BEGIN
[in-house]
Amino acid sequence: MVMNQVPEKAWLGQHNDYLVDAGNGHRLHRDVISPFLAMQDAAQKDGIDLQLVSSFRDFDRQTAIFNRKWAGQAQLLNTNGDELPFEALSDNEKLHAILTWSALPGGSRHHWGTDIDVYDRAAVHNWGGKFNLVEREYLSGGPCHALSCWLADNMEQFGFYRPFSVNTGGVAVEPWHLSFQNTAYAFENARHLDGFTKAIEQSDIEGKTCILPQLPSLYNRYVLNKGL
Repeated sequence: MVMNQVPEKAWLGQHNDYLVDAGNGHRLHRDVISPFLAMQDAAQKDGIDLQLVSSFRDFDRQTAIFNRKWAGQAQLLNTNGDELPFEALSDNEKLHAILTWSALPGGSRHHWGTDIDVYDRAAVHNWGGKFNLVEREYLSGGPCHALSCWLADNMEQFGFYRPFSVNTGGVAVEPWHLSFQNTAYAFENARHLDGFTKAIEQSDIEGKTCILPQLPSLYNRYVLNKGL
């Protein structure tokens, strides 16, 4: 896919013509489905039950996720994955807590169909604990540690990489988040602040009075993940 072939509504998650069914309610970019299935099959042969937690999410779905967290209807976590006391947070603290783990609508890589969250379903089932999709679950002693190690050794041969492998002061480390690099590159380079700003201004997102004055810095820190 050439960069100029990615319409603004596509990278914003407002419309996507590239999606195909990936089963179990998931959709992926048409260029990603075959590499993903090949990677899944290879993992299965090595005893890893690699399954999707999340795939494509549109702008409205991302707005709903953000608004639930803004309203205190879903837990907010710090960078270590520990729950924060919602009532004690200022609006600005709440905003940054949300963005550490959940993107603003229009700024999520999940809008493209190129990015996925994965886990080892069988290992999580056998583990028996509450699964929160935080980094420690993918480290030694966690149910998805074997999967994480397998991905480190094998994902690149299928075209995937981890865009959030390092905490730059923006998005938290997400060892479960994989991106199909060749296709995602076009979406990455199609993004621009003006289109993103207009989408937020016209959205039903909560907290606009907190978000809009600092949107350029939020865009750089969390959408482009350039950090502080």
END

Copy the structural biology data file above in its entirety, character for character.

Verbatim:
[in-house]
Amino acid sequence: MVMNQVPEKAWLGQHNDYLVDAGNGHRLHRDVISPFLAMQDAAQKDGIDLQLVSSFRDFDRQTAIFNRKWAGQAQLLNTNGDELPFEALSDNEKLHAILTWSALPGGSRHHWGTDIDVYDRAAVHNWGGKFNLVEREYLSGGPCHALSCWLADNMEQFGFYRPFSVNTGGVAVEPWHLSFQNTAYAFENARHLDGFTKAIEQSDIEGKTCILPQLPSLYNRYVLNKGL
Repeated sequence: MVMNQVPEKAWLGQHNDYLVDAGNGHRLHRDVISPFLAMQDAAQKDGIDLQLVSSFRDFDRQTAIFNRKWAGQAQLLNTNGDELPFEALSDNEKLHAILTWSALPGGSRHHWGTDIDVYDRAAVHNWGGKFNLVEREYLSGGPCHALSCWLADNMEQFGFYRPFSVNTGGVAVEPWHLSFQNTAYAFENARHLDGFTKAIEQSDIEGKTCILPQLPSLYNRYVLNKGL
């Protein structure tokens, strides 16, 4: 896919013509489905039950996720994955807590169909604990540690990489988040602040009075993940 072939509504998650069914309610970019299935099959042969937690999410779905967290209807976590006391947070603290783990609508890589969250379903089932999709679950002693190690050794041969492998002061480390690099590159380079700003201004997102004055810095820190 050439960069100029990615319409603004596509990278914003407002419309996507590239999606195909990936089963179990998931959709992926048409260029990603075959590499993903090949990677899944290879993992299965090595005893890893690699399954999707999340795939494509549109702008409205991302707005709903953000608004639930803004309203205190879903837990907010710090960078270590520990729950924060919602009532004690200022609006600005709440905003940054949300963005550490959940993107603003229009700024999520999940809008493209190129990015996925994965886990080892069988290992999580056998583990028996509450699964929160935080980094420690993918480290030694966690149910998805074997999967994480397998991905480190094998994902690149299928075209995937981890865009959030390092905490730059923006998005938290997400060892479960994989991106199909060749296709995602076009979406990455199609993004621009003006289109993103207009989408937020016209959205039903909560907290606009907190978000809009600092949107350029939020865009750089969390959408482009350039950090502080």